In his book, Mr. Zirin scrupulously documents Trump’s life in courts of law. Based on more than three years of extensive research, the book examines illustrative cases and how they reflect on the character and moral perspective of the current president. The details are grounded in more than 3,500 lawsuits filed by Trump and against Trump. Litigation usually involves sworn affidavits attesting to accuracy and testimony given under oath if a trial occurs, so Mr. Zirin is able to reference page after page of irrefutable evidence of Trump’s legal maneuvering, misstatements, hyperbole, and outright lies.

Read the full interview with Mr. Zirin at this link.

Wm. Barr — Trump’s mob consigliere — is rushing to Trump’s rescue, spreading lies about COVID-19 and Mueller investigation

We hadn’t heard much from Trump Crime Family Consigliere Barr since he was scathingly chastised by a federal judge last month for his  “lack of candor” in public descriptions of the Mueller report, saying that Barr had “distorted the findings” of the April 2019 report in his notorious press conference and a letter to lawmakers. The judge demanded a full copy of the Mueller report to review in order to decide whether to reveal the entire document, without redactions.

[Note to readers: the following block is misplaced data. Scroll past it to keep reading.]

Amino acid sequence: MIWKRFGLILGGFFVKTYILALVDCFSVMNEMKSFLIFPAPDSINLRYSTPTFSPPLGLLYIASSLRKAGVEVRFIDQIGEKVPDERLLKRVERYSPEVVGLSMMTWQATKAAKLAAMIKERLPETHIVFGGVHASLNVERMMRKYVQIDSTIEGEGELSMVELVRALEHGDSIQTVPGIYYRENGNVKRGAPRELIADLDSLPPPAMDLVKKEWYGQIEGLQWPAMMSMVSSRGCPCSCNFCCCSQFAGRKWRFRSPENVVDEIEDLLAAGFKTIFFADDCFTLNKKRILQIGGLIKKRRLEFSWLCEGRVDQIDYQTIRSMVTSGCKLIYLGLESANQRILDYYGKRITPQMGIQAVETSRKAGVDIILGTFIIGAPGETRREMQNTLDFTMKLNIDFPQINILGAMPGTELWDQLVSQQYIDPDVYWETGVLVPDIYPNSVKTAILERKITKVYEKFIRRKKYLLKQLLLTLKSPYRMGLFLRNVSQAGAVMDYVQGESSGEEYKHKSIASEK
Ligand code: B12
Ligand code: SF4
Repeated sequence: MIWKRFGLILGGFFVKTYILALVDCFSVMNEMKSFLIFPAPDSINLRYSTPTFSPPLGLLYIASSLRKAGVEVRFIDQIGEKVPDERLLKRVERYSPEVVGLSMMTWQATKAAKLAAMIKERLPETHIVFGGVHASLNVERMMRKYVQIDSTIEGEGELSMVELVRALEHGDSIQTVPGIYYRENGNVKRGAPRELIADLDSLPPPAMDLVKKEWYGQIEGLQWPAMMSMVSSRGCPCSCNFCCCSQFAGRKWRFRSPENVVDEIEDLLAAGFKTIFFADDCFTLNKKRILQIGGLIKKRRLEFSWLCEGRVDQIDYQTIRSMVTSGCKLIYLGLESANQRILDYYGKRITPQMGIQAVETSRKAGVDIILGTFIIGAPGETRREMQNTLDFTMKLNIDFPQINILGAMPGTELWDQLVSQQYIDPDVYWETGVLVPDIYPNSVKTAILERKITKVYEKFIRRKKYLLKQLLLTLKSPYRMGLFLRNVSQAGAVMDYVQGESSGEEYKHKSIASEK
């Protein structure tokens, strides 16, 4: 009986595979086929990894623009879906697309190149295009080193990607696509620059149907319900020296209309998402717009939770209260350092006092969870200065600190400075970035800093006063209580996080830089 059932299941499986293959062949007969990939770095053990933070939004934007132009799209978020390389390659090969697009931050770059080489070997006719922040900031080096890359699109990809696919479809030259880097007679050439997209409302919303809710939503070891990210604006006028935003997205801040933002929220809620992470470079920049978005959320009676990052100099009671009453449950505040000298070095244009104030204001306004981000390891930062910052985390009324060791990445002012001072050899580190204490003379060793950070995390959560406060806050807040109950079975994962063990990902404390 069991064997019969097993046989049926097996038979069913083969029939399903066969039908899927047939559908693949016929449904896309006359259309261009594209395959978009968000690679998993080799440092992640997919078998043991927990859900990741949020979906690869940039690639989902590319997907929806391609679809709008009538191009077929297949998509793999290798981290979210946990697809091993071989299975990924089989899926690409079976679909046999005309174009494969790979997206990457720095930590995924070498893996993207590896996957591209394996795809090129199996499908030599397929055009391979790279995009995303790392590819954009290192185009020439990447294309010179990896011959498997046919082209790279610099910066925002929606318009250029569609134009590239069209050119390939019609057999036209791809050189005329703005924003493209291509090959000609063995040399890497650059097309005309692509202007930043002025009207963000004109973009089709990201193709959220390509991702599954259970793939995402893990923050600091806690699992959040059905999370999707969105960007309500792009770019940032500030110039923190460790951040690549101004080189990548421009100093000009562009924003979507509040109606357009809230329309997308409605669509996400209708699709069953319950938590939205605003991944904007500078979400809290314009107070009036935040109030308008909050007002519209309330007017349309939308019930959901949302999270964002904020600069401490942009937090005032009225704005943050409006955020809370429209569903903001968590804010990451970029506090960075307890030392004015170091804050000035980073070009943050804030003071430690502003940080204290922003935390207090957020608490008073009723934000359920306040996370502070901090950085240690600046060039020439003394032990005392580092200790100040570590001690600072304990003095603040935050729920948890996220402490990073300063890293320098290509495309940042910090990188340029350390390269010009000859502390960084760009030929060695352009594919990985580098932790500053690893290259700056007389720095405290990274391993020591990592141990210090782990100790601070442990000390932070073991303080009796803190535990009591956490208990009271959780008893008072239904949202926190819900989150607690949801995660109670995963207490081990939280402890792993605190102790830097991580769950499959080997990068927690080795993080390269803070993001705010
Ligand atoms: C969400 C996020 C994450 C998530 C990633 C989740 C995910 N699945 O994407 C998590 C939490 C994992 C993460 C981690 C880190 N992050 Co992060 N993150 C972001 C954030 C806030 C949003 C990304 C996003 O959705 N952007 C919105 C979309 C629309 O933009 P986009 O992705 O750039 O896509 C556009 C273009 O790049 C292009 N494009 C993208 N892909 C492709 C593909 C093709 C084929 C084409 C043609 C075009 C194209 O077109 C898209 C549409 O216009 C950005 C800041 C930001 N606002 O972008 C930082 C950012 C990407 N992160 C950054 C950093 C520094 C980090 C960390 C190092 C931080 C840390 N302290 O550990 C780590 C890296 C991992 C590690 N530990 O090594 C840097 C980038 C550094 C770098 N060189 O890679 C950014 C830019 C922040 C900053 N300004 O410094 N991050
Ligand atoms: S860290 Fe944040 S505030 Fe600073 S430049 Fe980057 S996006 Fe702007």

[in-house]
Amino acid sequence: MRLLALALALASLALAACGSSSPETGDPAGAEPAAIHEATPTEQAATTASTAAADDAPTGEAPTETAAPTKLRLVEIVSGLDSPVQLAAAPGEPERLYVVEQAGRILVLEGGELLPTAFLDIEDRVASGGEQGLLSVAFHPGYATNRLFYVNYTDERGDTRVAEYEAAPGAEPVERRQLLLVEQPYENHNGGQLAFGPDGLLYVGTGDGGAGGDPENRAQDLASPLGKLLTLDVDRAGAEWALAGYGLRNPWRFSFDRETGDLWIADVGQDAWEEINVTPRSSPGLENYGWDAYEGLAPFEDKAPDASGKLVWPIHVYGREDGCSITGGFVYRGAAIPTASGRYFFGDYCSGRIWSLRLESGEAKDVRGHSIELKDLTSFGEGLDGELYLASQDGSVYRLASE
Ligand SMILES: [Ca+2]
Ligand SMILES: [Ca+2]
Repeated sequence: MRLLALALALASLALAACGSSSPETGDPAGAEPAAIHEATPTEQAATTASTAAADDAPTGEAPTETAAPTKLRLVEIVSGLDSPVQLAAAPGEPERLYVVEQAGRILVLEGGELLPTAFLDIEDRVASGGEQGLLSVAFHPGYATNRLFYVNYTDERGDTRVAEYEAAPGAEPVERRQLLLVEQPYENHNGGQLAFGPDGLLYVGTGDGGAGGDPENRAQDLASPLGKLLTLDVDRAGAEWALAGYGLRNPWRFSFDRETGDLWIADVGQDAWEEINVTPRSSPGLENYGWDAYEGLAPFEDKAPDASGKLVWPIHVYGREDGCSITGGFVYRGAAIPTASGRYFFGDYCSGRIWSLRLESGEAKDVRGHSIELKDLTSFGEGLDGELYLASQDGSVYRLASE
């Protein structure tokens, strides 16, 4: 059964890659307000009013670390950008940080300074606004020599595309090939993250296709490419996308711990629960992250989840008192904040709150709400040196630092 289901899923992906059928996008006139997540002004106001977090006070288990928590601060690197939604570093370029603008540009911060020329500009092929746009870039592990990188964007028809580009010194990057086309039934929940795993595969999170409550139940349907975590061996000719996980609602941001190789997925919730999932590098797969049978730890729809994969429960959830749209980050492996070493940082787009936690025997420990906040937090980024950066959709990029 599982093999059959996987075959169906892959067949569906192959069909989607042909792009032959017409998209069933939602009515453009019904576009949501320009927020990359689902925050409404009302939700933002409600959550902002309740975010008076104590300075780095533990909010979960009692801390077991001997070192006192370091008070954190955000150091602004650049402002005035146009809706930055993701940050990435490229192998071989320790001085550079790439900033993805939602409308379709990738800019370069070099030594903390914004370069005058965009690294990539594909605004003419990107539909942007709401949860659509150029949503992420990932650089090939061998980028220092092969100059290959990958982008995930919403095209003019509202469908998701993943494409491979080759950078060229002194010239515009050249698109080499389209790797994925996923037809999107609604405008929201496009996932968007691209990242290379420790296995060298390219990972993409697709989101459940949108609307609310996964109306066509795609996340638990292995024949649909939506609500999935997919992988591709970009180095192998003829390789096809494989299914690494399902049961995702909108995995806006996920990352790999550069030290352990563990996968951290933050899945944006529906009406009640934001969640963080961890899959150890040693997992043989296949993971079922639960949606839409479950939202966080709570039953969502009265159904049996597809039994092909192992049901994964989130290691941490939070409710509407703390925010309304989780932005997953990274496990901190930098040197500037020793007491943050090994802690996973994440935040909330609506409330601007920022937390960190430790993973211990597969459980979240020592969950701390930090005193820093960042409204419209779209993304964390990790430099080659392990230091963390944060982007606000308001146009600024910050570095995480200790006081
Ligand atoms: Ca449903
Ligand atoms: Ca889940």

It’s not every day that the attorney general of the United States is personally castigated by a federal judge. But it was obviously too much to hope that Barr had taken his criticism to heart and had decided to play it straight. His return to the spotlight this week showed that while he may not have contracted the coronavirus, his Fox News brain rot is still raging out of control, as evidenced by his comments to Laura Ingraham.

Ingraham has two main hobbyhorses at the moment.

  • She believes that the response to the virus is an attack on civil liberties and that the quick cure for the disease is Dr. Trump’s magic elixir, hydroxychloroquine.
  • She also believes that anyone who disagrees with this is part of a plot to take down her beloved president.

So it was within that framework that Barr gave his interview, and he did not disappoint.